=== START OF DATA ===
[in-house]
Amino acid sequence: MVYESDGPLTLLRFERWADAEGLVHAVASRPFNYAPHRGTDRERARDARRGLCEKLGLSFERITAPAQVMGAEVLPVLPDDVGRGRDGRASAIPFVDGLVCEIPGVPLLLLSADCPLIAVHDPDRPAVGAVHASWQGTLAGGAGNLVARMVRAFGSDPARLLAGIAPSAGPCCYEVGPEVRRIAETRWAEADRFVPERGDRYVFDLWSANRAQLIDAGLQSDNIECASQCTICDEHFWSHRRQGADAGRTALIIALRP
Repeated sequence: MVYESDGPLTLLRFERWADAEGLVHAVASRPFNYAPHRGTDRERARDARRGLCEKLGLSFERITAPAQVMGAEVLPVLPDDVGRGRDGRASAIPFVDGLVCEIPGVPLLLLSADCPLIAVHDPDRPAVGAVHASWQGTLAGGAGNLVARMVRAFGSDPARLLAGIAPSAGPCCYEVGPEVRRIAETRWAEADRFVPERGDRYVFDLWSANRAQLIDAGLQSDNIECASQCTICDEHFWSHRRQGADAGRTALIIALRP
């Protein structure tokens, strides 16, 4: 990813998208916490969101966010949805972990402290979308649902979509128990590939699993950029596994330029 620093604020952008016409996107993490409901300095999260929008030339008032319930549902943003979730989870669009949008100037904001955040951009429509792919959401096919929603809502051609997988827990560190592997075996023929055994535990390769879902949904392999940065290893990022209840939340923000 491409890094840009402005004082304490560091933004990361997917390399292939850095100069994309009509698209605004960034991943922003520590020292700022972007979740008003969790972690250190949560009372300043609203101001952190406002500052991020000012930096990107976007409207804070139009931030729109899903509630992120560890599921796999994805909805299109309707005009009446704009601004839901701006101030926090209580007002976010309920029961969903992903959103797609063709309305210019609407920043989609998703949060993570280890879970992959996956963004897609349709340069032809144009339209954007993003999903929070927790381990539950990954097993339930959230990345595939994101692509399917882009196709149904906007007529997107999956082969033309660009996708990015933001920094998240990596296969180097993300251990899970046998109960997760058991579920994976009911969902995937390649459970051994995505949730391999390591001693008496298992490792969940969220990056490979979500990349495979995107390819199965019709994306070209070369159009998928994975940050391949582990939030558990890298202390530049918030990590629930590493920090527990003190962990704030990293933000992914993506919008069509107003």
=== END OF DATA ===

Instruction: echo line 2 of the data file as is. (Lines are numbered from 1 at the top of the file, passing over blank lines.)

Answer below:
Amino acid sequence: MVYESDGPLTLLRFERWADAEGLVHAVASRPFNYAPHRGTDRERARDARRGLCEKLGLSFERITAPAQVMGAEVLPVLPDDVGRGRDGRASAIPFVDGLVCEIPGVPLLLLSADCPLIAVHDPDRPAVGAVHASWQGTLAGGAGNLVARMVRAFGSDPARLLAGIAPSAGPCCYEVGPEVRRIAETRWAEADRFVPERGDRYVFDLWSANRAQLIDAGLQSDNIECASQCTICDEHFWSHRRQGADAGRTALIIALRP